Digital eye strain, also known as computer vision syndrome, causes dry eyes, headaches and sometimes blurred vision in the short term – but what is known about its long-term impact? In this post, we explore how to advise patients on digital eye strain, and the associated conditions that can affect someone throughout their lives.
As reliance on digital devices for work and leisure continues to grow, more and more people are starting to suffer from digital eye strain. In one survey The Vision Council found that 31% of Americans experienced digital eye strain, not surprising considering 87% of the participants spent two hours or more using a digital screen each day.
Common short-term symptoms of digital eye strain include dry and itchy eyes, headaches, shoulder or neck pain, increased light sensitivity and even blurred version. One of the reasons our eye health suffers in this way is because we blink less often when using a screen – we normally blink every 5-6 seconds but when looking at a screen it is typically every 10-15 seconds. This reduced blink rate dries and irritates eyes, causing discomfort.
These short-term symptoms tend to subside if a person rests their eyes, but the concern is that the eyes don’t ever receive adequate rest. If a person is using a computer at work, a smartphone on their commute and a television in the evening – how does this affect their eye health?
If your patients present with digital eye strain you should recommend the following steps:
- Follow the 20-20-20 rule – take a 20-second break from a screen every 20 minutes by looking at something 20 feet away
- Reducing screen glare and overhead lighting while using a screen
- Using the correct screen position and posture when at a computer
- Position themselves at arm’s distance away from the screen
- Regular eye tests to monitor eye health
These habits can help alleviate some of the symptoms of digital eye strain and encourage a patient to come for a sight test, but a person can’t completely eliminate the use of a screen or digital device. People rely on these devices to do their jobs, run their lives and make use of leisure time, but will this over-reliance cause long term damage?
The long-term effects of digital eye strain
Sufferers of digital eye strain have intense, prolonged exposure to digital devices, and those devices can cause other eye conditions to develop, and not just in old age.
In our modern lives, children are exposed to screens from a very young age. A survey by The Vision Council found that 55.6% of parents report that their children experience symptoms of digital eye strain. The current generation – known as ‘digital natives’ – have grown up with technology and not much is known about how this will affect their eye health long term. What we do know is that the light and glare from these screens could contribute to myopia, which is a common issue but still something that affects their entire lives.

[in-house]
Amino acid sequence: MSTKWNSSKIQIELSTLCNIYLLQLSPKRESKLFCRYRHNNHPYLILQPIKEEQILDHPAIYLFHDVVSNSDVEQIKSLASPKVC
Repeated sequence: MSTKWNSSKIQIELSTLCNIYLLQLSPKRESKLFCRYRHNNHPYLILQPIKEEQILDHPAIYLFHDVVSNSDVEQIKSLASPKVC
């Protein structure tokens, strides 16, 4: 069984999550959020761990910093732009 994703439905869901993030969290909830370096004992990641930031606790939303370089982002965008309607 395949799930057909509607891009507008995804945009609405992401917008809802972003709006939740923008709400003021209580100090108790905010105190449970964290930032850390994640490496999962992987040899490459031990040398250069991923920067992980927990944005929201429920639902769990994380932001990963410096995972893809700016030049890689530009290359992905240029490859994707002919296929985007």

For adults, carpal tunnel syndrome can be associated with digital eye strain. This is caused by the repetitive motions which your eye makes when you are using a computer. Looking up and down the screen and reacting to images on it can affect your eye muscles, causing twitching and could also lead to carpal tunnel syndrome.
Digital eye strain is caused by repeated and intense exposure to screens, which is also when your eyes are exposed to harmful blue light. Blue light, at certain wavelengths, is currently one of the biggest concerns in eye health.
The majority of people are exposed to it from screens and artificial lighting for most of the day, and bad blue light can lead to conditions like age-related macular degeneration (AMD). This is coupled with the fact that people are living longer; AMD has become more of a problem in recent years because of our longer life expectancy. People in their 30s and 40s today will have had decades of blue light exposure by the time they reach old age, significantly increasing their risk of AMD.
The Vision Council has conducted extensive research into digital eye strain and how it affects patients; visit their site to read more about their surveys.
Need resources for patients? AAO has a variety of resources to help you inform and educate your patients about their eye health.
Our most recent whitepaper covers the dangers of blue light to eyes, how it affects people and what the future looks like. Download it free to learn more about blue light and eye health.